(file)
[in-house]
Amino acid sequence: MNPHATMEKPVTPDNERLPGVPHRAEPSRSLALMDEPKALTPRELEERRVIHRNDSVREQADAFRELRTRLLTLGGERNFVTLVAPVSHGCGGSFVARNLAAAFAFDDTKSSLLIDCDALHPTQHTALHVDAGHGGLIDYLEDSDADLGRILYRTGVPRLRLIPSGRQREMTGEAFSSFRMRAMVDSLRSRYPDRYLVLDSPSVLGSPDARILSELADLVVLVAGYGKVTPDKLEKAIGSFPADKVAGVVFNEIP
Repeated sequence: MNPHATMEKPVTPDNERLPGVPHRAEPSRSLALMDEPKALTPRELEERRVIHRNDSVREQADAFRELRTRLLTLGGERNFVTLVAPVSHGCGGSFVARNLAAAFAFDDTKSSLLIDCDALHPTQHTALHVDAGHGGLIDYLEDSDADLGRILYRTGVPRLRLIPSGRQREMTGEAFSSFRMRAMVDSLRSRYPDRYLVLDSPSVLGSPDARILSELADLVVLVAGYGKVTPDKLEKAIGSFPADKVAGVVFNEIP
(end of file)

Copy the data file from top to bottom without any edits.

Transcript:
[in-house]
Amino acid sequence: MNPHATMEKPVTPDNERLPGVPHRAEPSRSLALMDEPKALTPRELEERRVIHRNDSVREQADAFRELRTRLLTLGGERNFVTLVAPVSHGCGGSFVARNLAAAFAFDDTKSSLLIDCDALHPTQHTALHVDAGHGGLIDYLEDSDADLGRILYRTGVPRLRLIPSGRQREMTGEAFSSFRMRAMVDSLRSRYPDRYLVLDSPSVLGSPDARILSELADLVVLVAGYGKVTPDKLEKAIGSFPADKVAGVVFNEIP
Repeated sequence: MNPHATMEKPVTPDNERLPGVPHRAEPSRSLALMDEPKALTPRELEERRVIHRNDSVREQADAFRELRTRLLTLGGERNFVTLVAPVSHGCGGSFVARNLAAAFAFDDTKSSLLIDCDALHPTQHTALHVDAGHGGLIDYLEDSDADLGRILYRTGVPRLRLIPSGRQREMTGEAFSSFRMRAMVDSLRSRYPDRYLVLDSPSVLGSPDARILSELADLVVLVAGYGKVTPDKLEKAIGSFPADKVAGVVFNEIP